3Ps Pitfalls

The Potential Pitfalls of *Learning* about the Three Principles

Introduction

This page attempts to advise the student to the potential pitfalls of learning about the Three Principles. For many people who begin learning about the Three Principles, it’s often a rocky road with lots of bright shiny objects to make you think you’re on track when you might be going into a misunderstanding. A phrase comes to mind, “The road to hell is paved with good intentions.” This can show up in many ways without ever realizing.

I am one such person who saw many of these bright shiny objects and was unknowingly blinded by them. It took me 7 years (seven!) before I had my first genuine glimpse of the Three Principles since I made my first tentative steps in learning about the Three Principles. It was at this moment I realised that everything I had learned about the Three Principles up to this point turned out to be misleading. I had plenty of positive experiences that I believed went under the guise of the Three Principles (as a “good” entity) when it was actually “positive Outside-In experiences.”

Studying the Three Principles for over 10 years now (I started in October 2011) took me to some very interesting and seemingly strange places. Places where I never expected to find myself, or even spoken of. Connections appear where I least thought there may be, and entirely new worlds of thinking opens up. Very often, into places where mainstream Three Principles thinking simply does not go.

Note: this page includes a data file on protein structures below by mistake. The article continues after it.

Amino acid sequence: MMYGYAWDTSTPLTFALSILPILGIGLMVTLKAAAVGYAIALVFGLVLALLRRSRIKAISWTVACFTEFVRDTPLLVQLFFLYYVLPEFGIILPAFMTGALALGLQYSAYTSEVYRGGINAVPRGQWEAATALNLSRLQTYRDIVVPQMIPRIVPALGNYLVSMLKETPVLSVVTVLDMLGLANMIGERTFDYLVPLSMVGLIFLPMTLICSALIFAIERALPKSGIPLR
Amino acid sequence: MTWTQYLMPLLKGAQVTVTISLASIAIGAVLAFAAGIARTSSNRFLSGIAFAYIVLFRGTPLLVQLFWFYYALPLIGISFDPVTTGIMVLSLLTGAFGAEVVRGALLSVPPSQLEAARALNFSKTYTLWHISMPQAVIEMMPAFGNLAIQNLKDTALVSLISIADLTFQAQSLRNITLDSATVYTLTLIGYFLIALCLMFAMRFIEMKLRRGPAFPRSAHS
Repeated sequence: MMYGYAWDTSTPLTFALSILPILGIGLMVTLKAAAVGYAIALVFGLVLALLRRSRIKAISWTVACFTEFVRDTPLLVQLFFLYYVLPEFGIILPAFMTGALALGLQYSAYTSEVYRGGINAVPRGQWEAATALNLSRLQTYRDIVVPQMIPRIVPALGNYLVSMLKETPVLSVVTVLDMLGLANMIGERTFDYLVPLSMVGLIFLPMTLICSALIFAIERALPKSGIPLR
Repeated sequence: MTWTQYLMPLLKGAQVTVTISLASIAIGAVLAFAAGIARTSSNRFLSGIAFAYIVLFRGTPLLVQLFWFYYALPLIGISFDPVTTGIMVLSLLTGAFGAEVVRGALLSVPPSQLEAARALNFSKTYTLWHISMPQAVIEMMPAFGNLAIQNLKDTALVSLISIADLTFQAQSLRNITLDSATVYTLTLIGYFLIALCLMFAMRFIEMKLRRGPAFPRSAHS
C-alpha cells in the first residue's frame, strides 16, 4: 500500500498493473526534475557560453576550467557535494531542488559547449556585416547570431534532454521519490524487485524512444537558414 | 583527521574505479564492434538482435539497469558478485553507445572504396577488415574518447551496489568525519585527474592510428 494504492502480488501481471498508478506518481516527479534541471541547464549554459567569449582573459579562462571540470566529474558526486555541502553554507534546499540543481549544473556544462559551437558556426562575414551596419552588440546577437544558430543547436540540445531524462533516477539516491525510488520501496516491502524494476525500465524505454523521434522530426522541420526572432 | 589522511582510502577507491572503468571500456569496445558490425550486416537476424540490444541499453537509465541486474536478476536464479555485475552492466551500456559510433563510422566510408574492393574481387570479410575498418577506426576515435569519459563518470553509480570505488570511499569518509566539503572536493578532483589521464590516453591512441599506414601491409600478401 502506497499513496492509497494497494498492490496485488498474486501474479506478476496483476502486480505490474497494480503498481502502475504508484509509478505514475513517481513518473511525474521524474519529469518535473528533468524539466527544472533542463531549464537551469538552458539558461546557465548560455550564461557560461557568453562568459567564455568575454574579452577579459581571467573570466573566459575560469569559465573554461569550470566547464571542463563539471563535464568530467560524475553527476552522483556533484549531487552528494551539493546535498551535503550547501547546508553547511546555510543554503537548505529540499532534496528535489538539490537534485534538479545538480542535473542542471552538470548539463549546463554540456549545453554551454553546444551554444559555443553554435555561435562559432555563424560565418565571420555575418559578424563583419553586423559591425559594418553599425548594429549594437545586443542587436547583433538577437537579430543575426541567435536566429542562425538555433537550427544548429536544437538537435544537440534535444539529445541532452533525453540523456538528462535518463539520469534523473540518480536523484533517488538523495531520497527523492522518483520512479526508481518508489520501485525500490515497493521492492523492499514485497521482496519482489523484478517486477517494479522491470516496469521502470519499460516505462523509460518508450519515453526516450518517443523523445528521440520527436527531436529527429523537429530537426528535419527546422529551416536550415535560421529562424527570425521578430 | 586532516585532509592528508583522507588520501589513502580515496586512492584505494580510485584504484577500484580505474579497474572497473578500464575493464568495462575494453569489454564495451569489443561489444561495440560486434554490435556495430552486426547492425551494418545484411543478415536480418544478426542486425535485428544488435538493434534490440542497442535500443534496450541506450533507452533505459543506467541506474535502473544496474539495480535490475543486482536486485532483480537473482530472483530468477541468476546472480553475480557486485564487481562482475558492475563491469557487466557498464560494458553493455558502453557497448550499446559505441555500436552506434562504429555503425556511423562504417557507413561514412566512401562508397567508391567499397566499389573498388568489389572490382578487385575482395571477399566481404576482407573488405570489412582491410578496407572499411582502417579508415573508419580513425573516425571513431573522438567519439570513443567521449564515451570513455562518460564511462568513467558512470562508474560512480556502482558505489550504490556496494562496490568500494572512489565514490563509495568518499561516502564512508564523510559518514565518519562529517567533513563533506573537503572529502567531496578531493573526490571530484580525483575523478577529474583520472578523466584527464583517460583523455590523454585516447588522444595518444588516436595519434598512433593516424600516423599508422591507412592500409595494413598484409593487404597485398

This page is to apprise you of the potential pitfalls involved in learning about the Three Principles. The intention is for you to have a smoother, faster, and more efficient ride than I did. Hopefully this will make insights (and the Inside-Out paradigm) easier and more accessible with considerably less effort and willpower. It will result in a learning that’s unique to you, therefore more fun and enjoyable combined with a lot less stress and struggle (and expenses!) along the way.

The relationship between the Three Principles and the Student

The Relationship between the Teacher and Student

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